The doctor will see you now

There are times when being a general practitioner feels a bit like being a medical GP. Our surgery is always open to patients (sorry, I mean clients) and boy do they like to bring us their problems!

In the last few days I have seen a range of clients with their accounts and/or tax returns and have ended up also:

  • Helping their son get work experience
  • Putting a startup in touch with a business networking group to help him make local contacts
  • Getting legal and social services contacts for a client caring for an elderly relative
  • Sorting out a client's wife's Tax Credits overpayments
  • Recommending an IFA to help a client get their finances in order and save for retirement
  • Running through the issues a client needed to think about before instructing his solicitor on setting up a fairly complicated will and family trust arrangement
  • Connecting a company with a business transfer agent to try to sell their business
  • Helping a couple work through their life goals and come up with some new ideas and directions for a struggling business
  • Finding a better mobile phone contract
  • Introducing a new client to a bank and a specialist printer (also a client) to design and produce marketing materials
  • Obtaining credit reports on a couple of customers to check the level of trade credit they should give them (turned out to be "none" in both cases, which came as a bit of a shock to him!)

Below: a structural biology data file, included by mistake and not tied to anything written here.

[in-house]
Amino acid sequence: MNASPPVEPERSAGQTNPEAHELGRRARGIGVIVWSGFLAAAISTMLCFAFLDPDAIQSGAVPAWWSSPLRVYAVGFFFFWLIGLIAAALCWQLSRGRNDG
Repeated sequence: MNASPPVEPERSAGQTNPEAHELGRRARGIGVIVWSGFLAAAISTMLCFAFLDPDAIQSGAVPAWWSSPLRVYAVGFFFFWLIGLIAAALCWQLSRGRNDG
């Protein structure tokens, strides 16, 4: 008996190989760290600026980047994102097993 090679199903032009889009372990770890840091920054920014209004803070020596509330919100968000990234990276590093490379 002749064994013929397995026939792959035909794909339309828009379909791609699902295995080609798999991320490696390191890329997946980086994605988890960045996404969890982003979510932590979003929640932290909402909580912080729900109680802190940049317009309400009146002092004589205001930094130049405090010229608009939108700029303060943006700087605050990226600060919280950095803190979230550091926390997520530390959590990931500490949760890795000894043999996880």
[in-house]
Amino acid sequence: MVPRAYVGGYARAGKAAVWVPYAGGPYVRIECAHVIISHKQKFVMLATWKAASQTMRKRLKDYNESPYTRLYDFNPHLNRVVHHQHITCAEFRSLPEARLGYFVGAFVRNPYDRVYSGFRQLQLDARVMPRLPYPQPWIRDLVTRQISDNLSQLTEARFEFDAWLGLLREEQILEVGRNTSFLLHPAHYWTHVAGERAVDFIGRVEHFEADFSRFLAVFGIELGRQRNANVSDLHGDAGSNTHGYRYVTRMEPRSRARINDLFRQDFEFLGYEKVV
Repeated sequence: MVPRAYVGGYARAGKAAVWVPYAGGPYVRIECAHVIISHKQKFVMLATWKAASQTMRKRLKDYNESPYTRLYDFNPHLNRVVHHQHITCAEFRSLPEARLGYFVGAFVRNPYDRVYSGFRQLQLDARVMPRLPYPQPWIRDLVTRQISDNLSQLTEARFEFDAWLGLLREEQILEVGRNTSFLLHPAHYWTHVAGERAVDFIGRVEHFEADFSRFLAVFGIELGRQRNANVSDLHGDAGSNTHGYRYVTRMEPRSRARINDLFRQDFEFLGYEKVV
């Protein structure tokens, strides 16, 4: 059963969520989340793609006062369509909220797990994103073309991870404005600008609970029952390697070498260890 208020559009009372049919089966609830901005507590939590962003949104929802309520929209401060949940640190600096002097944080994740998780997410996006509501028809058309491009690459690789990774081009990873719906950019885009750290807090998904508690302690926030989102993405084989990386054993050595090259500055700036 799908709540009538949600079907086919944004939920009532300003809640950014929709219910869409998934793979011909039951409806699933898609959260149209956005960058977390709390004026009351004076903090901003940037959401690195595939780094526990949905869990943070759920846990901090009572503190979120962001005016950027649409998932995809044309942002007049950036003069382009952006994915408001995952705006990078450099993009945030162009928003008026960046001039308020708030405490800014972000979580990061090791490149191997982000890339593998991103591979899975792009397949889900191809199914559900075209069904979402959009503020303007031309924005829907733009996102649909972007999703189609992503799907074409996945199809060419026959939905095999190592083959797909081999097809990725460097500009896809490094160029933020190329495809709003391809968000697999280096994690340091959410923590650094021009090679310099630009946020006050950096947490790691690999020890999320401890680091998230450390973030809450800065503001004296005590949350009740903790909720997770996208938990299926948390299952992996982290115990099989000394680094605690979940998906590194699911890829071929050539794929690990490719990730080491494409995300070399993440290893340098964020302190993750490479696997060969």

Yes, it's all part of a days work for the busy general practitioner! And I still get job applicants who think all they need to do this job is A Level maths.

Comments

More than just numbercrunching

HudsonCo | | Permalink

That pretty much describes a normal week for me too.

These are the bits of the job I enjoy. Helping with real life problems and making clients feel good.

Kent accountant's picture

Sounds familiar

Kent accountant | | Permalink

Might give you a warm feeling inside but means 8 hours of chargeable work take 10 or 11.

Mind you 'givers gain' and all that...

Regularly happens in my

lneedham | | Permalink

Regularly happens in my practice.

Had a client come in because he needed help with inheritance tax forms. He's been a client for a couple of years with his sole trader business. The deceased was his best friend and we spent 30 minutes on the forms and an hour drinking coffee and chatting about how much he missed his best friend.

Another client has breast cancer and her husband uses me as a listening ear when he's upset.

I've had many discussions about another client's son with learning difficulties, a client whose mother has just passed away, discussions about child custody with a recently divorced client, a phone call from a client in hospital to say that he'd just had a heart attack, another client is involved in a current high profile sexual assault case (this lady also discusses all her family difficulties with me.

I wouldn't have it any other way. I think that the relationship a client has with their bookkeeper/accountant is actually quite a personal one. How many other people know how much money you earn or how and where you spend it? When you trust someone with all of that information it becomes very easy to discuss other intimate details with them. For some people they need to share information with someone who won't pass it on and if they know you are trustworthy you may become that person.

I also have clients who share nothing except finances with me. That's fine too. It's the way the cookie crumbles and it's my ability to distinguish between the two types of client and react accordingly that ensures that I have a vibrant and busy practice and a very loyal clientele.

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